How do you provide doula support for miscarriage?

Doula support for miscarriage is very similar to the support you would provide for a happy birth. Many miscarriages are NOT like having a heavy period; they can be just as painful and uncomfortable as labor. I remember thinking this as I experienced my miscarriage. The pain came in waves. It was NOT like a heavy period at all and that was very confusing.

So the first bit of doula support you could provide is to help the mother understand that if her miscarriage feels like labor it’s normal. Provide warm compresses, help her with her breathing, utilize aromatherapy, provide loving emotional support during this difficult time. Help her understand what she is physically feeling. Does movement feel better or does she want to lay down? Would she like to get in the bath or shower? Many of the same rules apply when laboring during a miscarriage. Can she feel the baby coming? Once the baby comes, the contractions typically subside as does the pain. She may not be able to see the physical form of the baby so the pain subsiding is a sign her miscarriage is nearly over.

When it comes to the birth though, are you familiar with what her options are? She has many options even if she is delivering by D&C in a hospital or outpatient surgery center. Would she like to see her baby? Hold her baby (may not be possible with a D&C delivery)? Prepare her for what this may look like by visiting the “See Our Babies” page at Stillbirthday. Seeing her baby may be traumatizing so be gentle with her when you encourage this. The baby may not be well formed, if delivered by D&C the baby’s form will most likely be destroyed, and even if the baby is well formed, seeing such an early baby may feel wrong.

It’s okay no matter what the mother chooses. It is important for you to know those options and to help her. If delivering at home, where will she store her baby? Will she take the baby to the hospital for disposal? Will she bury her baby at home (check with the county first)? Will she choose communal burial such as what is available at Mt. Olivet?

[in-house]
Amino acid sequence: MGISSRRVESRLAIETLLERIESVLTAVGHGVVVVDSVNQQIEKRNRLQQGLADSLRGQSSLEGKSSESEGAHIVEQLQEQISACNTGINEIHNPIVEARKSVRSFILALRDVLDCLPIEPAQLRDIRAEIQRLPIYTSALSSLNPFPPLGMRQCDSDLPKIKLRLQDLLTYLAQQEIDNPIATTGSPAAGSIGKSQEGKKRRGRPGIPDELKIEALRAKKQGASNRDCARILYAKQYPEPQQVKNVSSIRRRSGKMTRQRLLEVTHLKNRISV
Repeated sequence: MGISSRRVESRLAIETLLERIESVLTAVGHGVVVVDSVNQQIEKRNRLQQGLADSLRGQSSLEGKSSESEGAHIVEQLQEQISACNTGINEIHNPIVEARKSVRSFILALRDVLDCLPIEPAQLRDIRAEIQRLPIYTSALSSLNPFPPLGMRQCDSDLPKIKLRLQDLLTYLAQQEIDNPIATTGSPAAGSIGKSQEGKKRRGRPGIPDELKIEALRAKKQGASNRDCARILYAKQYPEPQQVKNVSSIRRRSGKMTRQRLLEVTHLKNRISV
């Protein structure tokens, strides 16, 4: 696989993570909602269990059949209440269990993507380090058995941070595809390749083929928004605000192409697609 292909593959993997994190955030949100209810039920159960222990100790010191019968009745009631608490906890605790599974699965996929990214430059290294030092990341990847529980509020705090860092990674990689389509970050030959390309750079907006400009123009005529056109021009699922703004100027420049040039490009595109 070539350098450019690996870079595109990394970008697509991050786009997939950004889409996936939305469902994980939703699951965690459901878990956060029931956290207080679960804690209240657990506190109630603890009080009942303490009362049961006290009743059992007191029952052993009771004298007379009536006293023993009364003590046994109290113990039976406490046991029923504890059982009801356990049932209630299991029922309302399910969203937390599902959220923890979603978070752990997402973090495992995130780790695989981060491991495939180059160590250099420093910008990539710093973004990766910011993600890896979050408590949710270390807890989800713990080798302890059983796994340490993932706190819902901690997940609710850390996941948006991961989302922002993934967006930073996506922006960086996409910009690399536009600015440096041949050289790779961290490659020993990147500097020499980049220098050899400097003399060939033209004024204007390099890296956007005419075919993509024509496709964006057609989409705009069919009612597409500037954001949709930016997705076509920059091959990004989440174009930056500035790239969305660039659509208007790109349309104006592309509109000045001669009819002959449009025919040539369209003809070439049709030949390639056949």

After the birth, help her to know what is normal in regards to bleeding. She should check in with her care provider if she delivered at home and she needs to monitor her bleeding just like after delivering in a hospital. Soaking more than 1 pad an hour warrants a call to her care provider. Miscarriages can be very bloody. If you are comfortable, assist her in cleaning up.

Tuck her into bed, bring her something delicious and nutritious to drink and/or eat; perhaps grief soup? Be a shoulder and listen. She will likely need to share her story. It’s okay for you to cry with her. This can be very healing for her as well because it shows that someone else cares about her loss. Allow her to grieve and remind her there are no timelines on her grief; it can be short or it can be long.

Don’t forget to refer her to therapists or support groups. You may also refer her to Dragonflies For Ruby for online bereavement doula support or local support if you live near Denver. As a birth professional, you may also need support and someone to share your grief and story with. Dragonflies For Ruby can help you through your feelings of grief and loss as well. Visit this page for support groups and resources. If you feel more comfortable, find a local Stillbirthday Bereavement Doula for your area. After you have provided doula support for miscarriage, it may be time for you to consider becoming a bereavement doula.

Breaking the silence of First Trimester Miscarriage

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